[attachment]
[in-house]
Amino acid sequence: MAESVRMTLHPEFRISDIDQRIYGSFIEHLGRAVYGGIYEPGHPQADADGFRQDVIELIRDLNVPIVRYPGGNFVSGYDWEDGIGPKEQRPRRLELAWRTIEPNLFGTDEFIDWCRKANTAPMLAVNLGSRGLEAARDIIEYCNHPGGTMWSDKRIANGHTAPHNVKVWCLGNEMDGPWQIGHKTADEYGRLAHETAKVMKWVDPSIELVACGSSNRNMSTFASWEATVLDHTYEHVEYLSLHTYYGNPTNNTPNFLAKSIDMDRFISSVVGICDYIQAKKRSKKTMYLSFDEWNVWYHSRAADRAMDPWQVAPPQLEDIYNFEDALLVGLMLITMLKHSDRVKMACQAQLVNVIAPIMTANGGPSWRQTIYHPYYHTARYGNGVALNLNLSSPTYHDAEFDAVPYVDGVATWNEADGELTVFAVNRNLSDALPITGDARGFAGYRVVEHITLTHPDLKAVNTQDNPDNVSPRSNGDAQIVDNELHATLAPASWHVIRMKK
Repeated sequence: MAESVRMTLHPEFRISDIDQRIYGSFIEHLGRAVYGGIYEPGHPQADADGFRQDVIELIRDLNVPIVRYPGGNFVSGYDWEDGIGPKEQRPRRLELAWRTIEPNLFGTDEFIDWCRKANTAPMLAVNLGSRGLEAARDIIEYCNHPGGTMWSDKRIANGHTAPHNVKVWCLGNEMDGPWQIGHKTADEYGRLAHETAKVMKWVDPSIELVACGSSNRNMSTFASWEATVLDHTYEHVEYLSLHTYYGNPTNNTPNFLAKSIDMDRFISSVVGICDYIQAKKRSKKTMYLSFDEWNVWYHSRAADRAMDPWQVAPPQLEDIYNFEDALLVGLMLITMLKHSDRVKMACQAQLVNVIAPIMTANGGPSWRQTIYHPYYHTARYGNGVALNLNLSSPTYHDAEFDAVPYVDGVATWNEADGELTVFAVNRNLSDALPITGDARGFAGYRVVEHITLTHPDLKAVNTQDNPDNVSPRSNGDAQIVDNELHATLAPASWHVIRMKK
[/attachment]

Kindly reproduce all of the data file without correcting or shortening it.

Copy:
[in-house]
Amino acid sequence: MAESVRMTLHPEFRISDIDQRIYGSFIEHLGRAVYGGIYEPGHPQADADGFRQDVIELIRDLNVPIVRYPGGNFVSGYDWEDGIGPKEQRPRRLELAWRTIEPNLFGTDEFIDWCRKANTAPMLAVNLGSRGLEAARDIIEYCNHPGGTMWSDKRIANGHTAPHNVKVWCLGNEMDGPWQIGHKTADEYGRLAHETAKVMKWVDPSIELVACGSSNRNMSTFASWEATVLDHTYEHVEYLSLHTYYGNPTNNTPNFLAKSIDMDRFISSVVGICDYIQAKKRSKKTMYLSFDEWNVWYHSRAADRAMDPWQVAPPQLEDIYNFEDALLVGLMLITMLKHSDRVKMACQAQLVNVIAPIMTANGGPSWRQTIYHPYYHTARYGNGVALNLNLSSPTYHDAEFDAVPYVDGVATWNEADGELTVFAVNRNLSDALPITGDARGFAGYRVVEHITLTHPDLKAVNTQDNPDNVSPRSNGDAQIVDNELHATLAPASWHVIRMKK
Repeated sequence: MAESVRMTLHPEFRISDIDQRIYGSFIEHLGRAVYGGIYEPGHPQADADGFRQDVIELIRDLNVPIVRYPGGNFVSGYDWEDGIGPKEQRPRRLELAWRTIEPNLFGTDEFIDWCRKANTAPMLAVNLGSRGLEAARDIIEYCNHPGGTMWSDKRIANGHTAPHNVKVWCLGNEMDGPWQIGHKTADEYGRLAHETAKVMKWVDPSIELVACGSSNRNMSTFASWEATVLDHTYEHVEYLSLHTYYGNPTNNTPNFLAKSIDMDRFISSVVGICDYIQAKKRSKKTMYLSFDEWNVWYHSRAADRAMDPWQVAPPQLEDIYNFEDALLVGLMLITMLKHSDRVKMACQAQLVNVIAPIMTANGGPSWRQTIYHPYYHTARYGNGVALNLNLSSPTYHDAEFDAVPYVDGVATWNEADGELTVFAVNRNLSDALPITGDARGFAGYRVVEHITLTHPDLKAVNTQDNPDNVSPRSNGDAQIVDNELHATLAPASWHVIRMKK